2nd Biennial ISIN Meeting
March 13-16, 2003, Toronto
Measuring Progress Toward Sustainability:
Where We've Been, Where We're Headed
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From Community Indicators to Community Sustainability: Embedding Indicators in Community Improvement Efforts
 
When:
Thursday, March 13, 2003
12:00 - 4:20 p.m.
Lunch will be provided
 
Where:
Metro Hall, Toronto
Room 304
 
Fee:
ISIN members: US$75
non-members: US$175
 
Facilitators:
Chris Paterson,
Community Initiatives, LLC and
Lee Hatcher,
AtKisson, Inc.
 
Register for the workshop AND the ISIN meeting
 
Register for this workshop ONLY
  • Why should we develop indicators?
  • How will indicators improve our processes, decisions and outcomes?
  • What else do we need to do or develop so that our indicators will be used effectively as a tool for long-term community improvement?
As the popularity of indicators has grown, so too have community leaders and practitioners become more sophisticated in their questions regarding the strengths and limitations of indicators as a tool for moving towards sustainable community outcomes. It is no longer enough to simply presume that developing a "good" set of indicators will somehow promote positive change within a community. Fortunately, there is an emerging understanding about how indicators can and do play important roles within larger community improvement processes.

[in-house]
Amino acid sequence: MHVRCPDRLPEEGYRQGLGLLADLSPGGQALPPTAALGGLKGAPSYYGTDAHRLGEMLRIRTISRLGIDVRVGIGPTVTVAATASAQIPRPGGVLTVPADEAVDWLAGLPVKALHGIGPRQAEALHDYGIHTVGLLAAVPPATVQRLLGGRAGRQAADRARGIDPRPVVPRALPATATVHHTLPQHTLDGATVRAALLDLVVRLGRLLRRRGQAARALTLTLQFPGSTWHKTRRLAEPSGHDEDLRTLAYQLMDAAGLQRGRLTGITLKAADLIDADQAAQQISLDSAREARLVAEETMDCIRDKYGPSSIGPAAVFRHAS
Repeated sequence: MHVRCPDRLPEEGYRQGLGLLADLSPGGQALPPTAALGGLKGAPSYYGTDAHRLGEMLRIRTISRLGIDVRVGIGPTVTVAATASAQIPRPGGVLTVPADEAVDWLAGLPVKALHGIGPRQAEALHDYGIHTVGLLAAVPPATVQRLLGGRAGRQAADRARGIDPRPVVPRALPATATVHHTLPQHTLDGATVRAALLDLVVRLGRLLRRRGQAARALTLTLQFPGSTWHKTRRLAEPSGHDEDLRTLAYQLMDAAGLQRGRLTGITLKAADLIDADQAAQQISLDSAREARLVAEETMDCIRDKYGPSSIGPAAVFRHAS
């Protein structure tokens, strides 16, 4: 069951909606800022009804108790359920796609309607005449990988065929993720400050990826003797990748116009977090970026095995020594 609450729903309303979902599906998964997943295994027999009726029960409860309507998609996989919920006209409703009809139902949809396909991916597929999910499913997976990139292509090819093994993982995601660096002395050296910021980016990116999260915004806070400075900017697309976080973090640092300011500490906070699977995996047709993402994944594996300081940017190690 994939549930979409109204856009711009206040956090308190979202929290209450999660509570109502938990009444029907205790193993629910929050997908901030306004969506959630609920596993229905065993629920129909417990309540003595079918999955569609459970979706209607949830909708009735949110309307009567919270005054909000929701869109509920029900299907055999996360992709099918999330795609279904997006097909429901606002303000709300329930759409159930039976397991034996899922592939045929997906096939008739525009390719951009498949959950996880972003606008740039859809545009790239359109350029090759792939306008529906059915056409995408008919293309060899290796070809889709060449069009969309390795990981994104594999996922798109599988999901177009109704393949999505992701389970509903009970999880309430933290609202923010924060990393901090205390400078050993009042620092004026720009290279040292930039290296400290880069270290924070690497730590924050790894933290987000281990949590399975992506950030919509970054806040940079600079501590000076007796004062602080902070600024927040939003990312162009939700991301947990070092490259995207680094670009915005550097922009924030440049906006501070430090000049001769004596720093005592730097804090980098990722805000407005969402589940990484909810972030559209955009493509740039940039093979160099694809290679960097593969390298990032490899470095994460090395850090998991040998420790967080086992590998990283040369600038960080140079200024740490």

Chris and Lee will give brief presentations on their experience developing indicators with communities and organizations. They will co-facilitate discussions and workshop exercises eliciting the participants' experiences, discussing lesson's learned, and exploring long term needs.
 
Through this 4-hour workshop, participants will:
  • Examine their assumptions for how to produce desired community change, paying particular attention to their assumptions regarding the appropriate roles and impacts of community indicators;
  • Review an emerging set of lessons regarding how and when indicators can be an effective tool for influencing community decision-making and sustainability outcomes;
  • Compare and evaluate their assumptions about how indicators affect community sustainability against a model for community change used successfully in hundreds of communities across North America;
  • Practice using specific sustainability indicator tools (e.g., the Compass Index); and
  • Identify core competencies, systems and capacities necessary to fully utilize indicators and to realize long-term community health, well-being and sustainability.
Comments or questions?
Contact contactus at sustainabilityindicators.org
Copyright © 2002,
International Sustainability Indicators Network
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